Last night, as a sulfite-infested hunk of commercial dried papaya was whining on Twitter about his soon-to-be constituents exercising their Constitutional right to assembly, around a thousand of those constituents protested on 5th Avenue, behind barricades, across the street from Trump Tower.
Trump was presumably inside; official-looking cops wearing badges identifying them as Secret Service intermingled with NYPD, which assembled along the barricade keeping protesters on the sidewalk to the west of 5th, so the Tower loomed out of reach and above like a cursed edifice in a dystopian Marvel comic. On the street, though, the mood was a combination of rage and relief. Two days after Trump won the electoral vote, there was catharsis in the chants, which ranged from the familiar— “We reject/the President-Elect”—to the sanguine— “Pussy grabs back”—to the furious. (As an old, it was of particular relief to join in on “New York hates you” and, especially, “Fuck Giuliani.”) At one point, a collection of young women screamed “Rapist! Rapist!” and several voices around me cracked and broke, perhaps indicating something hit home. Across the street, a line of security adorned in riot gear helmets stood stonefaced, while the occasional besuited businessperson—mostly men, mostly white—emerged from the Tower, looking curious but unfazed.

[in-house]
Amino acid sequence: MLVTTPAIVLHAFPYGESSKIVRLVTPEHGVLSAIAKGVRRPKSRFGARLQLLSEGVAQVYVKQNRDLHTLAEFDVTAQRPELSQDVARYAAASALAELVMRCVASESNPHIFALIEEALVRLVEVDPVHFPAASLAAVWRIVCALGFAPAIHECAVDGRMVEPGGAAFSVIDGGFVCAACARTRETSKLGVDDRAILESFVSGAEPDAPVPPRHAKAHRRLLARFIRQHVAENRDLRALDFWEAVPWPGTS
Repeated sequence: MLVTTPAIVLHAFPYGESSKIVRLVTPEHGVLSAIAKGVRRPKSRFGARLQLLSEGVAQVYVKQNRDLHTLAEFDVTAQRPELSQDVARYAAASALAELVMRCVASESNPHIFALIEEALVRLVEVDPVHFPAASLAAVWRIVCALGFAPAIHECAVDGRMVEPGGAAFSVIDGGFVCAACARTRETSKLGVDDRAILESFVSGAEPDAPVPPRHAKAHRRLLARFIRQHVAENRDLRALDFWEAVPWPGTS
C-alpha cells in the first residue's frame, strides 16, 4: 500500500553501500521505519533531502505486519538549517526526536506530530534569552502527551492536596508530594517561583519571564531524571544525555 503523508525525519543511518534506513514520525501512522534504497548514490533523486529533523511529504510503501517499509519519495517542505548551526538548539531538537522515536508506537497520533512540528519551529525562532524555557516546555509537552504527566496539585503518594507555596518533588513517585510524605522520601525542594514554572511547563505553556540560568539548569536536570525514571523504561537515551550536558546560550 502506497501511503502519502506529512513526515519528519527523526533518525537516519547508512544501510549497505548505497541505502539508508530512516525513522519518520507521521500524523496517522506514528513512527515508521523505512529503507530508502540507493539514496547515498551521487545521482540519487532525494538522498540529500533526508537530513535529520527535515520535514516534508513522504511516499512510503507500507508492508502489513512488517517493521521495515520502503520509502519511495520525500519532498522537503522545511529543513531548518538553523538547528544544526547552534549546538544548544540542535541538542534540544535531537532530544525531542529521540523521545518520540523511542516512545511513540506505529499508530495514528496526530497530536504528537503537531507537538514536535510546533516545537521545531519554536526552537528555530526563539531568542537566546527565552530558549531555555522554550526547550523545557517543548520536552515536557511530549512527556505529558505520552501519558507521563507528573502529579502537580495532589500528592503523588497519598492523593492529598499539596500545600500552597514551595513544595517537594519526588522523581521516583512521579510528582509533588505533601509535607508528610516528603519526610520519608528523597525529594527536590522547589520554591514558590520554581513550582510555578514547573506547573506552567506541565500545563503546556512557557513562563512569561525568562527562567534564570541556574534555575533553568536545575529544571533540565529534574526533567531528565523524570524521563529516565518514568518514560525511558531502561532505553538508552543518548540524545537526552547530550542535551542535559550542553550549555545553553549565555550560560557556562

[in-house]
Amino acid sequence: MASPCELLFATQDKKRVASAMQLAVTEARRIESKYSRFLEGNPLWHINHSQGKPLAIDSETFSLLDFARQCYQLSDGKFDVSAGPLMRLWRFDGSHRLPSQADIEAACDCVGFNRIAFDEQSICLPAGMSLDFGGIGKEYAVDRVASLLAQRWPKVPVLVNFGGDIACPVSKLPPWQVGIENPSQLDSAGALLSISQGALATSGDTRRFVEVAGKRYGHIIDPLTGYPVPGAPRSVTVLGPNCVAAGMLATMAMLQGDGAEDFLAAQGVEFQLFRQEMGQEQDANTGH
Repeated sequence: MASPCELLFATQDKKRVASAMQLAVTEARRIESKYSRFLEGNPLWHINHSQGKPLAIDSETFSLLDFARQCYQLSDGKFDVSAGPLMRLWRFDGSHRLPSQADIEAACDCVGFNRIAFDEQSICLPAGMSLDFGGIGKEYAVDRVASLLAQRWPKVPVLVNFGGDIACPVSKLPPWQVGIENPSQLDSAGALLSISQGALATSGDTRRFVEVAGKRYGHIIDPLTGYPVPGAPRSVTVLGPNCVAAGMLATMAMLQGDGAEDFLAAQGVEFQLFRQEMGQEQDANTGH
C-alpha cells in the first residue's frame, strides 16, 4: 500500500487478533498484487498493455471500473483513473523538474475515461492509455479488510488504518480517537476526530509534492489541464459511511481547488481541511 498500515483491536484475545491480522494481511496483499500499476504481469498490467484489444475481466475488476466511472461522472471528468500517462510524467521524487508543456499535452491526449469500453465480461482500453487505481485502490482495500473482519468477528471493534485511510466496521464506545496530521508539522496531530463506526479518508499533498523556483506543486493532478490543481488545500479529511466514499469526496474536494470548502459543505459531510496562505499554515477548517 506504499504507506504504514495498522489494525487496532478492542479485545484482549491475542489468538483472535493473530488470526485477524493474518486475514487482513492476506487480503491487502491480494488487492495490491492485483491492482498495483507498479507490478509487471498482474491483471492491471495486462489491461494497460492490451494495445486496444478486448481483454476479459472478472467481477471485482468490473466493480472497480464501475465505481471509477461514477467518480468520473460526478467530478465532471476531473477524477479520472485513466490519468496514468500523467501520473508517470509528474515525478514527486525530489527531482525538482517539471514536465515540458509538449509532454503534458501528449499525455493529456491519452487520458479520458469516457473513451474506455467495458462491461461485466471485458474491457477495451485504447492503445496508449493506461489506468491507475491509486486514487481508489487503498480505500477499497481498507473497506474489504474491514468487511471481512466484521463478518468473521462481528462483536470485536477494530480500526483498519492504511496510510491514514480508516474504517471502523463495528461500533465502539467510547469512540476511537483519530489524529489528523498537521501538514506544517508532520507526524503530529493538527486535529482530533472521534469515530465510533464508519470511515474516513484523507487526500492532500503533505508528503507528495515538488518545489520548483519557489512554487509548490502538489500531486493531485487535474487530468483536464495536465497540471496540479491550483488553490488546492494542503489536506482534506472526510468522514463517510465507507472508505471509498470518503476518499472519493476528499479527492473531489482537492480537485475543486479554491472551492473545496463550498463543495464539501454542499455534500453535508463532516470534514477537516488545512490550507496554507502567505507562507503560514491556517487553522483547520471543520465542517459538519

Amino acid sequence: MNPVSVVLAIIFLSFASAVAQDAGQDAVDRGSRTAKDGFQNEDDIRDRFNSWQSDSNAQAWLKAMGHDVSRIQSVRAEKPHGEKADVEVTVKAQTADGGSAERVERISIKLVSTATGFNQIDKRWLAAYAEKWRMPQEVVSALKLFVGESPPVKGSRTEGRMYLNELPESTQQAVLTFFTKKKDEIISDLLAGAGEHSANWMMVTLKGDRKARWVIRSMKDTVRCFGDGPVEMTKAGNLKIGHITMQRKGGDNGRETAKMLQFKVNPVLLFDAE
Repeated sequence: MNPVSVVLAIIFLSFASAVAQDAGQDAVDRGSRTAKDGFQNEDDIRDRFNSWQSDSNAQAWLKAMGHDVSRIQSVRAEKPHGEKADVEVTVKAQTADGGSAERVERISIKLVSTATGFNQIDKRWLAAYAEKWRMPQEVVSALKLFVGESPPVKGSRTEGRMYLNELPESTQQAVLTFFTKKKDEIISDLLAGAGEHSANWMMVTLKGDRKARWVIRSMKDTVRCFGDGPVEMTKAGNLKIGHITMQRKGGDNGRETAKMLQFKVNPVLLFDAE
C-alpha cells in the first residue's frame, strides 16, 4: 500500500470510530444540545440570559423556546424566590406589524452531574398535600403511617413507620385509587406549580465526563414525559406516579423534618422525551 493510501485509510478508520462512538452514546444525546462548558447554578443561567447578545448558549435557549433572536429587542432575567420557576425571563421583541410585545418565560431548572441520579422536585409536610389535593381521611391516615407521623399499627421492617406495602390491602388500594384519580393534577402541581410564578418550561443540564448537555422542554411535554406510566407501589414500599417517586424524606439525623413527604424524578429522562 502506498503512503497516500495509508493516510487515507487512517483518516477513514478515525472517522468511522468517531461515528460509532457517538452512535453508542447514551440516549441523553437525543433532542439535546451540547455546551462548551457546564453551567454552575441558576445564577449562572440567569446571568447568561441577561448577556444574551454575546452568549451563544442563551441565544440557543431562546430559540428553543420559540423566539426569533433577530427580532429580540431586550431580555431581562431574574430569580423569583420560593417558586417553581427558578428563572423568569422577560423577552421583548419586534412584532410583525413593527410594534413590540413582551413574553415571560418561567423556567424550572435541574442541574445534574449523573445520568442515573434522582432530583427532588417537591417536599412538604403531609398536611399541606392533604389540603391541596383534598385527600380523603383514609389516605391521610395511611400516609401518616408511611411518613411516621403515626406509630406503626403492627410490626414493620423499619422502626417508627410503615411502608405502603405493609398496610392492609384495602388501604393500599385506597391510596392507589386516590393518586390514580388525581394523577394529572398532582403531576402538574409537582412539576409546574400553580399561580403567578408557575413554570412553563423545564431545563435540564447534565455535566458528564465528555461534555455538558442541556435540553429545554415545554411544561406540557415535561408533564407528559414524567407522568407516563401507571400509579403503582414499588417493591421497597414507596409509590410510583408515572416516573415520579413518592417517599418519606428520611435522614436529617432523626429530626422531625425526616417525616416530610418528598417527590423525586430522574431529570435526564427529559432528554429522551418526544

The protesters were mostly young. I estimated an average age of about 20, but some were even younger; I was a little agog at watching a young white kid of 14, braces in his teeth, passionately explain to a German television station the urgency of the election, and the fear he felt for his education and future. (Parents and Tumblr, right?)
These were not professional protesters. Some were too young to be employed anywhere (although who knows what Trump’s stance is on reinstating child labor). They were an engaged, enraged collection of youth who grew up during the Obama administration and who refuse to accept an America presided by a racist, sexist, anti-gay narcissist with no experience in the position. They’re not going away.